What makes a step in a reaction not reversible? I'm learning all these mechanisms and having to memorize which steps are reversible. Is there a way to figure out whether it's reversible or not?

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    $\begingroup$ This strikes me as a good question. It is a simple concept, but pragmatically I don't think there is, in general, any really good way to just look at the reaction equation and tell. $\endgroup$
    – MaxW
    Commented Feb 12, 2017 at 21:36
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    $\begingroup$ Agreed with @MaxW. There is no one-size-fits-all qualitative approach as far as I'm aware. Theoretically, every reaction will reach equilibrium, and is therefore reversible at some point. Whether this equilibrium has to be taken into account is what we mean by adding two-way arrows $$\ce{<=>}.$$The first estimates are whether there is a gas among products (and system is thermodynamically open), then it's "not" reversible. Same when a non-soluble compound or stable complex forms. More generally, think in terms of stability and rel. likelihoods (hence speed). Hunches gets us only so far though $\endgroup$ Commented Feb 12, 2017 at 21:52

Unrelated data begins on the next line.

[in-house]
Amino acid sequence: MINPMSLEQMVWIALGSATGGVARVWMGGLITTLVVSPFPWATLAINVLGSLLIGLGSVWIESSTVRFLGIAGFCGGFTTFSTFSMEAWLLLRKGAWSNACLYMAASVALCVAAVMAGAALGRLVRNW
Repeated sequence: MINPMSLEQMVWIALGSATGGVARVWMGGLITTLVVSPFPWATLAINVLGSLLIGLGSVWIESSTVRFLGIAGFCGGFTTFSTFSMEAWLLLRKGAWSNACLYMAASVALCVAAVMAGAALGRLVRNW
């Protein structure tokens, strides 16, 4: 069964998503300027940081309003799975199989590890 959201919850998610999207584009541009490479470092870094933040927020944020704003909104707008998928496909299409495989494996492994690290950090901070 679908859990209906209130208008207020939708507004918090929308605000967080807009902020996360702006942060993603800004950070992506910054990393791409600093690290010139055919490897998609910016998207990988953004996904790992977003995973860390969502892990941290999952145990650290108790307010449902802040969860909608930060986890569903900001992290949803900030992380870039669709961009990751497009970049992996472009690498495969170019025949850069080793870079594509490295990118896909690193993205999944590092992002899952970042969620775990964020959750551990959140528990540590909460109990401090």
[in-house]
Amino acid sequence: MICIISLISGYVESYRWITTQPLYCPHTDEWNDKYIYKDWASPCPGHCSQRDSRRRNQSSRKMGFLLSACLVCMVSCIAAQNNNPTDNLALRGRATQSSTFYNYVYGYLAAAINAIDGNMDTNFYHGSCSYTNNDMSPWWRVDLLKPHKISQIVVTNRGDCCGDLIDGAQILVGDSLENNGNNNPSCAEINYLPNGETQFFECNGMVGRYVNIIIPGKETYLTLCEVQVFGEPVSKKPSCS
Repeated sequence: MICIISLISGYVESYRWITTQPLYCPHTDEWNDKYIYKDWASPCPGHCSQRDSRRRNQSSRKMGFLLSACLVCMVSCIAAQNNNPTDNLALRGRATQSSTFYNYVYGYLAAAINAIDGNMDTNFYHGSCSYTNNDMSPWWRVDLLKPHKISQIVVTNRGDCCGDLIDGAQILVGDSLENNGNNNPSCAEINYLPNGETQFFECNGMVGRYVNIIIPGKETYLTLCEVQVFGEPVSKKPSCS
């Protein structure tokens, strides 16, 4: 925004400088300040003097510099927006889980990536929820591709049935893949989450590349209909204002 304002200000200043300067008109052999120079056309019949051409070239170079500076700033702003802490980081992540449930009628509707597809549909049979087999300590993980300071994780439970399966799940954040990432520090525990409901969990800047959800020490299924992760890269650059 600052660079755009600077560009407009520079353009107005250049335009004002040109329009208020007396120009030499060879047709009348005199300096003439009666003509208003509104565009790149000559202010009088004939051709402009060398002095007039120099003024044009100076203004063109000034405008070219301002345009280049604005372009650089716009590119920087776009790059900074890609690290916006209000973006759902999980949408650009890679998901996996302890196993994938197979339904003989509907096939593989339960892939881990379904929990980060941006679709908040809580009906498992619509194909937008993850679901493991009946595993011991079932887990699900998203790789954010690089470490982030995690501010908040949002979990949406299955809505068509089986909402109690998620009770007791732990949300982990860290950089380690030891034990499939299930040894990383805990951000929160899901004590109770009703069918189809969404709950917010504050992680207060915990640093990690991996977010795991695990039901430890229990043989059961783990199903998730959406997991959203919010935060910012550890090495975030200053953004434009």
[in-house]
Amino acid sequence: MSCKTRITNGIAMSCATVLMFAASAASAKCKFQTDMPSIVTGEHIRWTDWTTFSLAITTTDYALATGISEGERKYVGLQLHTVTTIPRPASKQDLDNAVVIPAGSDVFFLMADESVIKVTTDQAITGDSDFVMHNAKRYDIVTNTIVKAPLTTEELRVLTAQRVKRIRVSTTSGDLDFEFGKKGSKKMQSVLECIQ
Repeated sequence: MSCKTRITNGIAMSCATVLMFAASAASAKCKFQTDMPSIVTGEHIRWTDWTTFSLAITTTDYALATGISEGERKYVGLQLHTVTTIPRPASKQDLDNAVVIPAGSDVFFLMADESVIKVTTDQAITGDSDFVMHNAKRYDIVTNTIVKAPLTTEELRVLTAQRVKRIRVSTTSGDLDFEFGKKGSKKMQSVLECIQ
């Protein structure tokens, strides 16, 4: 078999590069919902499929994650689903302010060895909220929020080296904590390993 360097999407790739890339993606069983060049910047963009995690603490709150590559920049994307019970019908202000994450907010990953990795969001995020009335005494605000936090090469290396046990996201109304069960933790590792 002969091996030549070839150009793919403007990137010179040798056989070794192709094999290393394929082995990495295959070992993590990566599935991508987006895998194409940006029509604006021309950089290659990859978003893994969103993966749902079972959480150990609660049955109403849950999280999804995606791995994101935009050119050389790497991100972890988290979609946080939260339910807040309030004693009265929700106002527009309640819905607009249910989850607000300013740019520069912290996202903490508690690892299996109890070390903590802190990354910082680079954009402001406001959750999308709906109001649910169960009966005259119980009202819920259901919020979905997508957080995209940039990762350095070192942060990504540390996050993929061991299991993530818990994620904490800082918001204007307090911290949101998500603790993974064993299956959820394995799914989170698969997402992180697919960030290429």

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    $\begingroup$ see also here $\endgroup$ Commented Feb 12, 2017 at 21:54
  • $\begingroup$ I think the gist is that every reaction will have a forward rate and a backwards rate. If $\ce{K_f >> K_b}$ then we say the reaction is irreversible. $\endgroup$
    – MaxW
    Commented Feb 14, 2017 at 16:18

1 Answer 1


There's no way of figuring that out "from scratch", it is a lot of experience and knowledge. There is no general answer to this but there are some steps which are basically always seen as reversible or irreversible*.

protonation/deprotonation: unless an extremly strong acid/base (like BuLi) is involved those are always in some kind of equilibrium and are reversible.

exchanging a good leaving group with a bad one: That can be seen as irreversible.

gas evolution: as @LinearChristmas pointed out: that can be seen as irreversible (if you are working in solution)

in general: producing a stable structure: for example aromatization, that's irreversible

*theoretically every reaction is reversible, but if the equilibrium is far on one side we call it irreversible.

For an explanation what makes a reaction reversible see: Is every chemical reaction in equilibrium?


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